Conclusions: In this large nationally representative sample of the oldest-old in China, the prevalence of disability during the three years prior to death is high and is greater in women than men and those who die at the oldest ages.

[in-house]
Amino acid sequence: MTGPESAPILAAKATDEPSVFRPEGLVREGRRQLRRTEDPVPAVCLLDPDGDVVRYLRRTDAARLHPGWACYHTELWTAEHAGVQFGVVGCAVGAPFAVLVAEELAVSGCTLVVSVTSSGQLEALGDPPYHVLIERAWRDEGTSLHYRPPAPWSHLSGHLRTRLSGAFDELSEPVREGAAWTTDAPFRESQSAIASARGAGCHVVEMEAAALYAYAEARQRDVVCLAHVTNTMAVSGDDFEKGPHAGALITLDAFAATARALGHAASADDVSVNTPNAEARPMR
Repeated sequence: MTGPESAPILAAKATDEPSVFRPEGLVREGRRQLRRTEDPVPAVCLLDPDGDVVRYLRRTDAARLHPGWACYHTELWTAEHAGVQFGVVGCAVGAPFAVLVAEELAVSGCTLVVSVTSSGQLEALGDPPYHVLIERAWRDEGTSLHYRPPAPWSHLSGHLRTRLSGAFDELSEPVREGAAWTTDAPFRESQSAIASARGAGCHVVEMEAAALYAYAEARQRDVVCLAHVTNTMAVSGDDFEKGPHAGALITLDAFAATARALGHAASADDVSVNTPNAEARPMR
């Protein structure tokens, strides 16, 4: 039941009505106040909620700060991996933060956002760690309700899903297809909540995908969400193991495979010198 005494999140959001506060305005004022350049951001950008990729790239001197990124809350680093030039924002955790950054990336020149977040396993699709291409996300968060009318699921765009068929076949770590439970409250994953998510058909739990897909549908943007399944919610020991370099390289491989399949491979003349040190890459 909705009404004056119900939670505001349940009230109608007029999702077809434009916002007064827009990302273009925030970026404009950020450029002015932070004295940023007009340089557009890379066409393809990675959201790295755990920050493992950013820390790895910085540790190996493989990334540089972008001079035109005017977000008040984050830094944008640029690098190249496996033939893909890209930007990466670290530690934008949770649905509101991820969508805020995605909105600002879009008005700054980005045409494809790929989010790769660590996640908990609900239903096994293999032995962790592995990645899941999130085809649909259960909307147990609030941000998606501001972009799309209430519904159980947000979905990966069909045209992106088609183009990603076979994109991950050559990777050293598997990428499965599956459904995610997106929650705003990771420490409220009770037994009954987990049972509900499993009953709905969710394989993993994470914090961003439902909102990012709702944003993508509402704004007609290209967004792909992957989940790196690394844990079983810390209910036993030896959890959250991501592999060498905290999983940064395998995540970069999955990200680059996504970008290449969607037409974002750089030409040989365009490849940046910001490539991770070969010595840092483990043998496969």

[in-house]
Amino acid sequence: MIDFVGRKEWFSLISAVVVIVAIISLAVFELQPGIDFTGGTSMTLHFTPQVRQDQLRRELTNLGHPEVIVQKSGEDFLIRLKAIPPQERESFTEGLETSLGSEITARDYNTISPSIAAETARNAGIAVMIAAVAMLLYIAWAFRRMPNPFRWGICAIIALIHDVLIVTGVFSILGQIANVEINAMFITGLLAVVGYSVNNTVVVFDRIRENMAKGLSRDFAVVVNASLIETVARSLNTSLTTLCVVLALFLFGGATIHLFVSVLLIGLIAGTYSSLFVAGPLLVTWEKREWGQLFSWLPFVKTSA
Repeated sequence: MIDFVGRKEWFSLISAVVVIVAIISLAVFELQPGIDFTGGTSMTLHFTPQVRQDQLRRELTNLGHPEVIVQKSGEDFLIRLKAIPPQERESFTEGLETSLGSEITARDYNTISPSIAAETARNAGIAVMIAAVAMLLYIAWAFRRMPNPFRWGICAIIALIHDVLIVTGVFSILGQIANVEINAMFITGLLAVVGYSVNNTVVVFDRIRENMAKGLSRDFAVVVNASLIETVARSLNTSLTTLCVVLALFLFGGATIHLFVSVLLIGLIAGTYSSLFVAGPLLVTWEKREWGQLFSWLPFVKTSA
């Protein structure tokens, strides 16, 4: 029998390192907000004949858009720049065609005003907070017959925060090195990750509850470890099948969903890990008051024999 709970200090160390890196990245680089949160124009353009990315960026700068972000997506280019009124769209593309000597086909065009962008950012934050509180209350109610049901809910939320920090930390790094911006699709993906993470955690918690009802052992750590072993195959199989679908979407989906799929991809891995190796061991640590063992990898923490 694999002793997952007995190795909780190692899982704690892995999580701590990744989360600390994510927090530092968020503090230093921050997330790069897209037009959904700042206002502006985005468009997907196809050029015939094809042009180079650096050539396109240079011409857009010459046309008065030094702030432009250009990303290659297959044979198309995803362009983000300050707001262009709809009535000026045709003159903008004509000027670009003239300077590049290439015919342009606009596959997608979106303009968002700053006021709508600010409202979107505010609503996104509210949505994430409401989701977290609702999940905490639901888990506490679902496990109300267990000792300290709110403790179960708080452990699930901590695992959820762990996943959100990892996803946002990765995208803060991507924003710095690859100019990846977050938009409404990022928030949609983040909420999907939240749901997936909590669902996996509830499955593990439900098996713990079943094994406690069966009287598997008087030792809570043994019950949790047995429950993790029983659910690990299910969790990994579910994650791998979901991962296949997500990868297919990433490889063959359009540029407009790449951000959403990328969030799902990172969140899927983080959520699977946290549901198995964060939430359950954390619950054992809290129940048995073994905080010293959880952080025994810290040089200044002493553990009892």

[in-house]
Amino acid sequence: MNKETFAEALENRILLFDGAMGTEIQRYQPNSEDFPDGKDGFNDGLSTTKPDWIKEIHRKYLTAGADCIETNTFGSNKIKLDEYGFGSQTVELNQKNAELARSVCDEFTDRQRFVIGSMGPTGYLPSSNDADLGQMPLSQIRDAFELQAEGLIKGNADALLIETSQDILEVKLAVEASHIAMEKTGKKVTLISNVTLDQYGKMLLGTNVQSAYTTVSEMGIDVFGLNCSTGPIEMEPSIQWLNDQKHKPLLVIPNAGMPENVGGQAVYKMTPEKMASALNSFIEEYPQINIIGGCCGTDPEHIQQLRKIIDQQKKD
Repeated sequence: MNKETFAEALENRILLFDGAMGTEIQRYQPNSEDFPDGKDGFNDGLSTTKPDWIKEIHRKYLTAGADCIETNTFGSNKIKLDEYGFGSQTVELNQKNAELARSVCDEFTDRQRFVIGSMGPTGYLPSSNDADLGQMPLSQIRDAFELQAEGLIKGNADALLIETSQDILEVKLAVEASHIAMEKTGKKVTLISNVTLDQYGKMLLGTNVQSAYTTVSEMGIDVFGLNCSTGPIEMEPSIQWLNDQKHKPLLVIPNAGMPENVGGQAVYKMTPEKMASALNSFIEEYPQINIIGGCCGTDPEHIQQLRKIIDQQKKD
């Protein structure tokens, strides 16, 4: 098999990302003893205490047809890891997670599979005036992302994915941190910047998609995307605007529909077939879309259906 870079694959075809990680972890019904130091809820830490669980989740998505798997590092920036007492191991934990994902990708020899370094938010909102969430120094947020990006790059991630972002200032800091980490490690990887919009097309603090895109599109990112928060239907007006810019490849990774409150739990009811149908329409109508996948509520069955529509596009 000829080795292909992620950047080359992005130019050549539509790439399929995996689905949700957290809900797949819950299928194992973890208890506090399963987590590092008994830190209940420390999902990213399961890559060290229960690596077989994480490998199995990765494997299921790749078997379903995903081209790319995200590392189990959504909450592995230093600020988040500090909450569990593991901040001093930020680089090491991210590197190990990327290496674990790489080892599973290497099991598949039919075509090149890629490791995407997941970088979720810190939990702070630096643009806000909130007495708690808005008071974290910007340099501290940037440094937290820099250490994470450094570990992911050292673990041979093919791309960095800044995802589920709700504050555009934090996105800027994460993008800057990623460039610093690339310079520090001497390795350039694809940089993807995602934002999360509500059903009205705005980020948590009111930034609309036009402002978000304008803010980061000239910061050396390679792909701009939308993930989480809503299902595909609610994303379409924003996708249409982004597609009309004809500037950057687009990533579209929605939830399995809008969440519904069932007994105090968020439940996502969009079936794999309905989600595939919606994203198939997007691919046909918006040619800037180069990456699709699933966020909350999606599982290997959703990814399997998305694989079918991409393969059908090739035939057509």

Increasingly men are becoming widowed in later life due in part to a longer life expectancy. Social networks and social support are thought to help buffer the negative consequences of such later life transitions. This paper explores the personal communities of a group of older men experiencing widowhood. Qualitative in-depth interviews were conducted, September 2013-February 2014, with seven older widowers, 71-89 years of age, in North Staffordshire, UK. Interviews included personal community diagrams to identify the structure of the older men's social relationships. Data analysis comprised thematic analysis of interview transcripts and content analysis of personal community diagrams. Three overarching themes were identified from the interview data: "Personal identity and resilience assist transition," "Continuity in personal communities provides stability" and "Changes in social relationships and practices facilitate adaptation." The study identified three types of personal community among the older widowers, comprising different combinations of family, friends and others. The findings illustrate that some older widowers have very restricted personal communities which puts them at greater risk of loneliness and social isolation. The social needs of long-term carers should be addressed as isolation and loneliness can begin long before the death of a spouse. It is important to consider gender differences and preferences when designing interventions for older people in order to promote engagement, social inclusion and well-being.